Electrophorus Voltai can provide an 860-volt, much more than the existing 650-volt record founded in the Amazon basin.
DNA research has revealed two completely new species of electric eel in the Amazon basin, one of which is capable of producing a record shock.
The findings demonstrate, say the researchers, the incredible diversity of the Amazon rainforest, much of which remains unknown to science, and show why it is so important to protect the habitat at risk of deforestation, logging, and fires…
Even though the human involvement in the Amazon rainforest in the last 50 years, Still many giant fish can be discovered like the 2 new species of electric eels, many parts of Amazon still human not discovered, researcher C David de Santana, a zoologist who works for the Smithsonian. National Museum of Natural History.
The research tells us that a large number of species are expected to be found in the Amazon rainforest, but only comes out when researchers discover it.
The electric eel, which is a kind of fish instead of an eel, inspired the design of the first electric battery.
For centuries, it was believed that there were only one species in the region called the Great Amazonia, which covers parts of countries such as Brazil, Suriname, and Guyana.
But as part of a project to better understand the electric eel and the wildlife map in remote areas of South America, De Santana, and his team decided to test this theory.
At first glance, they found little visible difference between creatures captured in different parts of the Amazon basin, suggesting that the fish were part of a single species.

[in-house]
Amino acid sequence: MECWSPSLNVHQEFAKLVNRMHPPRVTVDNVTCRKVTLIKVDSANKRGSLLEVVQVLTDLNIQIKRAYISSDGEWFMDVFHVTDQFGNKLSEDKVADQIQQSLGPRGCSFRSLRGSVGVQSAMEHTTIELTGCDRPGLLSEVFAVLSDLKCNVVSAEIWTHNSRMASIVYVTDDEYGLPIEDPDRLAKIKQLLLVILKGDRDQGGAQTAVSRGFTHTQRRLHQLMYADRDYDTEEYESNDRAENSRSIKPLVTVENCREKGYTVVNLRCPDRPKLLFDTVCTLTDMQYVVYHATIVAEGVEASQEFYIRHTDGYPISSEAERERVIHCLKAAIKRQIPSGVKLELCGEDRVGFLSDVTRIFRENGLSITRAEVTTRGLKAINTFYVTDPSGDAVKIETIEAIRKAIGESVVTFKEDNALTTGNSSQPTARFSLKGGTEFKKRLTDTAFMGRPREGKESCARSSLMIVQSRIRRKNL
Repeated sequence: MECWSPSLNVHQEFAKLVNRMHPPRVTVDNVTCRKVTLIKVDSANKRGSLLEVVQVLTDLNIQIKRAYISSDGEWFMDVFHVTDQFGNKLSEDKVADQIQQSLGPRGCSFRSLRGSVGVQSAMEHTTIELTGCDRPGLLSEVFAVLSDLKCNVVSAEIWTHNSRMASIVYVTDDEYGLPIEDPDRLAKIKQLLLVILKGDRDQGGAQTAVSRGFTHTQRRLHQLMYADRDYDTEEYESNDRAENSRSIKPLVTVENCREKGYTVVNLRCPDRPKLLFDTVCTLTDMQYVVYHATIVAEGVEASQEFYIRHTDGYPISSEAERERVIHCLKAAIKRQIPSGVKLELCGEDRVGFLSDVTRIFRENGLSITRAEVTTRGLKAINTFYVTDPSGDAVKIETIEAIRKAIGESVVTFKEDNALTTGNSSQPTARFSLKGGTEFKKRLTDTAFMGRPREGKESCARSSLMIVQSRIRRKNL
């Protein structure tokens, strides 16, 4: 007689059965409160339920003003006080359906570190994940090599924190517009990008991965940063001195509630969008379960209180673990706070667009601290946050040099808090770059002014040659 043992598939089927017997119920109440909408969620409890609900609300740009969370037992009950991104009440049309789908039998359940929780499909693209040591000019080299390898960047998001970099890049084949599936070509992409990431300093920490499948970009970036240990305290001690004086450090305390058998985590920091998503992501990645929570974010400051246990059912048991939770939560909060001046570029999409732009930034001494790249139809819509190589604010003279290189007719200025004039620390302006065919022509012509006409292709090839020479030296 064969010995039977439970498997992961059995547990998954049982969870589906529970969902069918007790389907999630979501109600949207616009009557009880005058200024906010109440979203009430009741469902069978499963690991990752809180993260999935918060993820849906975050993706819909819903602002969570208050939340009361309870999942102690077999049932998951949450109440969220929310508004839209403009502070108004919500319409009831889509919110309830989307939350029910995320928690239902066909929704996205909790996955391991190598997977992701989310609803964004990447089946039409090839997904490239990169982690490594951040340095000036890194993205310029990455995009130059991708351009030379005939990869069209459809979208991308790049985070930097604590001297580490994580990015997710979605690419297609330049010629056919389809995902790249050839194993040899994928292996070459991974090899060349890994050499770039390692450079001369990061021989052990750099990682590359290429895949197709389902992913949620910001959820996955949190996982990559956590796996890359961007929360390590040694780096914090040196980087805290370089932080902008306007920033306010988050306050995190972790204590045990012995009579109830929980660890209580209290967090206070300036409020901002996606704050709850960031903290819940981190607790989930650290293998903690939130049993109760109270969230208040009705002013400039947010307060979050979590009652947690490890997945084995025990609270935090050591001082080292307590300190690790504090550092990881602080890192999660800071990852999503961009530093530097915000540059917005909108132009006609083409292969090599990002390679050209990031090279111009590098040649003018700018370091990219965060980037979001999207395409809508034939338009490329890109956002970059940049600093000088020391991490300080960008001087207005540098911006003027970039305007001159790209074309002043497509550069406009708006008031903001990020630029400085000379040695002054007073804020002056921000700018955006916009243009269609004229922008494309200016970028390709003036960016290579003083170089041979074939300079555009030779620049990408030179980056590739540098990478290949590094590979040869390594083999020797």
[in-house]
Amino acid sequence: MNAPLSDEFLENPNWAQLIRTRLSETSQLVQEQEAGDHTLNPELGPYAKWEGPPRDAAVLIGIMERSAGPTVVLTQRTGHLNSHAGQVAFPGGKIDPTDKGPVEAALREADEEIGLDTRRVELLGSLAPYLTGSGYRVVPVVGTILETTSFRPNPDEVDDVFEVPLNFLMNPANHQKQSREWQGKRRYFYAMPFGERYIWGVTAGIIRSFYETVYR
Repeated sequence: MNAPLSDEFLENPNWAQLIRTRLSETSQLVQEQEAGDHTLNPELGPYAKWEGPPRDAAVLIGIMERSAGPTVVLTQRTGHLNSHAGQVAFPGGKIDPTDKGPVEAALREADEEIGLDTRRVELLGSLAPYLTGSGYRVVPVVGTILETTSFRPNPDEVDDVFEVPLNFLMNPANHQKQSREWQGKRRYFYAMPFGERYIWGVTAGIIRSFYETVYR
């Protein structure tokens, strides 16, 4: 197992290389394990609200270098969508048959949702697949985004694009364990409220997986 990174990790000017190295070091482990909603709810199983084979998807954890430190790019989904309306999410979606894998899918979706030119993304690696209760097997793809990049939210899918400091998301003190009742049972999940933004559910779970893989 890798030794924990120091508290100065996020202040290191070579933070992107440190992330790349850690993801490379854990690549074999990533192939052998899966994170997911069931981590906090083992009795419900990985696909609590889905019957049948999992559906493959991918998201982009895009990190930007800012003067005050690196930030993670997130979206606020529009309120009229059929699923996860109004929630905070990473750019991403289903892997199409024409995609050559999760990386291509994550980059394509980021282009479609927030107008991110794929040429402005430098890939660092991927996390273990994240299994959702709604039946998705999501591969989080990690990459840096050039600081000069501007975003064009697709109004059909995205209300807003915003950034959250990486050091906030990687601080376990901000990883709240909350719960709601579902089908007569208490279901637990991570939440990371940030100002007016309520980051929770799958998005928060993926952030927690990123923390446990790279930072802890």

But other analyses, which include DNA from 107 collected samples, date back to centuries of assumptions and reveal three species: Electrophorus electricus, as well as Electrophorus voltai and Electrophorus varii.
And his research also revealed another surprising result: E. voltai is capable of delivering an 860-volt, much more than the 650 volts previously registered by electric eels, “making it the most powerful bioelectricity generator known to this day.”
The results, published Tuesday in the journal Nature Communications, assume that the three species evolved from a common ancestor millions of years ago.
The researchers found that each of the three species had a clearly defined habitat, E. electricus that lives in the region of the Guiana Shield, E. voltai in the Shield of Brazil, a mountainous region further south, and E. varii that inhabits in the waters of the Amazon basin at low flow.
And they suggest that the particularly powerful electric shock that E. voltai can produce could be an adaptation to life in high altitude waters, where conductivity is reduced.
Electric eels use their crash tactics for a variety of reasons, including prey hunting, self-defense, and navigation. They generate electricity from three specialized electrical devices that can emit charges of different intensities for different purposes.
But the discovery of new species suggests the possibility that different types of eels have developed different methods of producing electricity, perhaps better adapted to their diverse environments.
“The physiology of the electric eel has inspired the design of Volta’s first electric battery, provided a basis … for the treatment of neurodegenerative diseases and has recently encouraged the development of hydrogel batteries that can be used to feed medical implants,” Santana said.